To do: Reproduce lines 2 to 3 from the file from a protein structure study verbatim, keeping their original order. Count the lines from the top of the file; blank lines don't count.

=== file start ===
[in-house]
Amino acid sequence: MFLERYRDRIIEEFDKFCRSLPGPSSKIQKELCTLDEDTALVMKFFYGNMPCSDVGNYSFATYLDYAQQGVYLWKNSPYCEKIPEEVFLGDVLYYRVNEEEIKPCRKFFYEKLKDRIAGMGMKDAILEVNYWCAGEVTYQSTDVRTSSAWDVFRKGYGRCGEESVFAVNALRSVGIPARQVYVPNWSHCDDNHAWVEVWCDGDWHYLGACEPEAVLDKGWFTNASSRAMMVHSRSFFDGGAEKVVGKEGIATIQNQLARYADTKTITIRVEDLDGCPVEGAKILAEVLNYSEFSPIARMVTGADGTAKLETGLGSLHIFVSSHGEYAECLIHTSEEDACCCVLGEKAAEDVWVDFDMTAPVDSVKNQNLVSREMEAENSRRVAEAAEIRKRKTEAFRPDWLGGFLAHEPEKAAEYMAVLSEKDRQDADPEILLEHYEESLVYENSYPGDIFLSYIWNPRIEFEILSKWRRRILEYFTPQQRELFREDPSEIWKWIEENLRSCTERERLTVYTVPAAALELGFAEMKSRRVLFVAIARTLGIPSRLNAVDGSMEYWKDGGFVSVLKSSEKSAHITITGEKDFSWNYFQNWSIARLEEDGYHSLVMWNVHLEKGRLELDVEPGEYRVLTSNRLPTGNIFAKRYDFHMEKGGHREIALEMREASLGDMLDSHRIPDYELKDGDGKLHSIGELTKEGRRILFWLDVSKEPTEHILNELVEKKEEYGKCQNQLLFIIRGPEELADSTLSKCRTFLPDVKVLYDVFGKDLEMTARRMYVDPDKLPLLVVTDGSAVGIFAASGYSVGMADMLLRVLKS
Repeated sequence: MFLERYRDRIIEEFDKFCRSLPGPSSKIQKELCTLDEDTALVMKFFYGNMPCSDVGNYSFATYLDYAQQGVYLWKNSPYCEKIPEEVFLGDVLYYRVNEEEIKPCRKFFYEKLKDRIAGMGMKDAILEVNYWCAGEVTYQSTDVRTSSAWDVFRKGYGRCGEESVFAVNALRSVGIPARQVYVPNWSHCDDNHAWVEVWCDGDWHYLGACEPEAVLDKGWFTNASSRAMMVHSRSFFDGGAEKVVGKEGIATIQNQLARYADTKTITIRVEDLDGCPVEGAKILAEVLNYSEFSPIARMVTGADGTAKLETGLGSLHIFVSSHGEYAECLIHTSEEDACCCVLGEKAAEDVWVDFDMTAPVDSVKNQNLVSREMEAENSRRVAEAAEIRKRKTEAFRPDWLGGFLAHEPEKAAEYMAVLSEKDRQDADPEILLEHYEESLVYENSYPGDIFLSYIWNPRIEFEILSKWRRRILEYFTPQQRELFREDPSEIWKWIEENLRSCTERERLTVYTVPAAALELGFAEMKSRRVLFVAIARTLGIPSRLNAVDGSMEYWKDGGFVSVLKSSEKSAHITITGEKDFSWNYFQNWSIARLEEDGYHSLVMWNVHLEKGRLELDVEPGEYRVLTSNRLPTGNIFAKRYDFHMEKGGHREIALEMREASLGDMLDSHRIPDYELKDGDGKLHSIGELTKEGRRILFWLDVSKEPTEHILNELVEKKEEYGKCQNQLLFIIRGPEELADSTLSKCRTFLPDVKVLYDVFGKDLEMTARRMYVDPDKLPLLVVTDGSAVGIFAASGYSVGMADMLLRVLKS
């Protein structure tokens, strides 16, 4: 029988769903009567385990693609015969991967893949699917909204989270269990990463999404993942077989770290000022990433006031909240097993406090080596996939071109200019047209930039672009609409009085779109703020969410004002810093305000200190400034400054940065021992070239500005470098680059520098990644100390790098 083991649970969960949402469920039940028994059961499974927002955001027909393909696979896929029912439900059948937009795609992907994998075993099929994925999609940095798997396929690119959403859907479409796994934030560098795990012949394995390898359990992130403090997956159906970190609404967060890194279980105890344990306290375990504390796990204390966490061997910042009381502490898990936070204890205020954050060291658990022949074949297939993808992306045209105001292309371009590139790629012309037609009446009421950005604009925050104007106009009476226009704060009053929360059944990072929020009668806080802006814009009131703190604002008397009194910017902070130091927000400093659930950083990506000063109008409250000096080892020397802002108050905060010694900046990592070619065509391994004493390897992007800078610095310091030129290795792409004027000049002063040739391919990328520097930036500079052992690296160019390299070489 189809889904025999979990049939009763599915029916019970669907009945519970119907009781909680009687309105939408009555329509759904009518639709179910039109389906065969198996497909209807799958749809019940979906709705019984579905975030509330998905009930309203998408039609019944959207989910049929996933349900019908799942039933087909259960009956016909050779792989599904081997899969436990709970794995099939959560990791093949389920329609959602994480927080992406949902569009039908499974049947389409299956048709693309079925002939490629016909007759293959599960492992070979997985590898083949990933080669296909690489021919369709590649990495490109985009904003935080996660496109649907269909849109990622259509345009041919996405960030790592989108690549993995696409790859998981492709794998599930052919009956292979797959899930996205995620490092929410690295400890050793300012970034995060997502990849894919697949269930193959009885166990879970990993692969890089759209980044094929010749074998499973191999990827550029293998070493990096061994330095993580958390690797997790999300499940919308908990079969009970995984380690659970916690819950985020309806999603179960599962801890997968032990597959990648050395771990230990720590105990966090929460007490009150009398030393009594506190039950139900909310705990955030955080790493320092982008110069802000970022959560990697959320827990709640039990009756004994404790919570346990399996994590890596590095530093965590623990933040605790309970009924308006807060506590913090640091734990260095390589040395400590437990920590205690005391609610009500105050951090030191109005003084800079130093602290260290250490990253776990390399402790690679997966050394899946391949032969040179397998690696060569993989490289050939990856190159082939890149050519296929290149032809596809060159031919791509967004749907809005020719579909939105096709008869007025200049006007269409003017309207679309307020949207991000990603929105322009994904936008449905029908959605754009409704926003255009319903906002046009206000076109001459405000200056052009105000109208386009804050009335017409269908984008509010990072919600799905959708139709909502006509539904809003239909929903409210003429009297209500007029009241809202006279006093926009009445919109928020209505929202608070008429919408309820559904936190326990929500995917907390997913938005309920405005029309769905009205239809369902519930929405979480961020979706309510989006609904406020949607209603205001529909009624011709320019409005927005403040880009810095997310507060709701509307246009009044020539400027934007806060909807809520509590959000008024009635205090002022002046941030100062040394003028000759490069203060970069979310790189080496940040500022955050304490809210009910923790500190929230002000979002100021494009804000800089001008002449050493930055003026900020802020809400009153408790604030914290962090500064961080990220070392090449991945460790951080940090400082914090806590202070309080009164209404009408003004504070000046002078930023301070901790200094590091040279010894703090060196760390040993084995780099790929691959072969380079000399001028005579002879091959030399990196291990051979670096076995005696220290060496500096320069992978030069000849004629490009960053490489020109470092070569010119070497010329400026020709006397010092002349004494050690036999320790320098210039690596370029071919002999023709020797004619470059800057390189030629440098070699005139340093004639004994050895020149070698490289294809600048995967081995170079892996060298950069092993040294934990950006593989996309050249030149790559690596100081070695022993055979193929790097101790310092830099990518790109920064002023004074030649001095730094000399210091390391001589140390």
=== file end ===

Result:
Amino acid sequence: MFLERYRDRIIEEFDKFCRSLPGPSSKIQKELCTLDEDTALVMKFFYGNMPCSDVGNYSFATYLDYAQQGVYLWKNSPYCEKIPEEVFLGDVLYYRVNEEEIKPCRKFFYEKLKDRIAGMGMKDAILEVNYWCAGEVTYQSTDVRTSSAWDVFRKGYGRCGEESVFAVNALRSVGIPARQVYVPNWSHCDDNHAWVEVWCDGDWHYLGACEPEAVLDKGWFTNASSRAMMVHSRSFFDGGAEKVVGKEGIATIQNQLARYADTKTITIRVEDLDGCPVEGAKILAEVLNYSEFSPIARMVTGADGTAKLETGLGSLHIFVSSHGEYAECLIHTSEEDACCCVLGEKAAEDVWVDFDMTAPVDSVKNQNLVSREMEAENSRRVAEAAEIRKRKTEAFRPDWLGGFLAHEPEKAAEYMAVLSEKDRQDADPEILLEHYEESLVYENSYPGDIFLSYIWNPRIEFEILSKWRRRILEYFTPQQRELFREDPSEIWKWIEENLRSCTERERLTVYTVPAAALELGFAEMKSRRVLFVAIARTLGIPSRLNAVDGSMEYWKDGGFVSVLKSSEKSAHITITGEKDFSWNYFQNWSIARLEEDGYHSLVMWNVHLEKGRLELDVEPGEYRVLTSNRLPTGNIFAKRYDFHMEKGGHREIALEMREASLGDMLDSHRIPDYELKDGDGKLHSIGELTKEGRRILFWLDVSKEPTEHILNELVEKKEEYGKCQNQLLFIIRGPEELADSTLSKCRTFLPDVKVLYDVFGKDLEMTARRMYVDPDKLPLLVVTDGSAVGIFAASGYSVGMADMLLRVLKS
Repeated sequence: MFLERYRDRIIEEFDKFCRSLPGPSSKIQKELCTLDEDTALVMKFFYGNMPCSDVGNYSFATYLDYAQQGVYLWKNSPYCEKIPEEVFLGDVLYYRVNEEEIKPCRKFFYEKLKDRIAGMGMKDAILEVNYWCAGEVTYQSTDVRTSSAWDVFRKGYGRCGEESVFAVNALRSVGIPARQVYVPNWSHCDDNHAWVEVWCDGDWHYLGACEPEAVLDKGWFTNASSRAMMVHSRSFFDGGAEKVVGKEGIATIQNQLARYADTKTITIRVEDLDGCPVEGAKILAEVLNYSEFSPIARMVTGADGTAKLETGLGSLHIFVSSHGEYAECLIHTSEEDACCCVLGEKAAEDVWVDFDMTAPVDSVKNQNLVSREMEAENSRRVAEAAEIRKRKTEAFRPDWLGGFLAHEPEKAAEYMAVLSEKDRQDADPEILLEHYEESLVYENSYPGDIFLSYIWNPRIEFEILSKWRRRILEYFTPQQRELFREDPSEIWKWIEENLRSCTERERLTVYTVPAAALELGFAEMKSRRVLFVAIARTLGIPSRLNAVDGSMEYWKDGGFVSVLKSSEKSAHITITGEKDFSWNYFQNWSIARLEEDGYHSLVMWNVHLEKGRLELDVEPGEYRVLTSNRLPTGNIFAKRYDFHMEKGGHREIALEMREASLGDMLDSHRIPDYELKDGDGKLHSIGELTKEGRRILFWLDVSKEPTEHILNELVEKKEEYGKCQNQLLFIIRGPEELADSTLSKCRTFLPDVKVLYDVFGKDLEMTARRMYVDPDKLPLLVVTDGSAVGIFAASGYSVGMADMLLRVLKS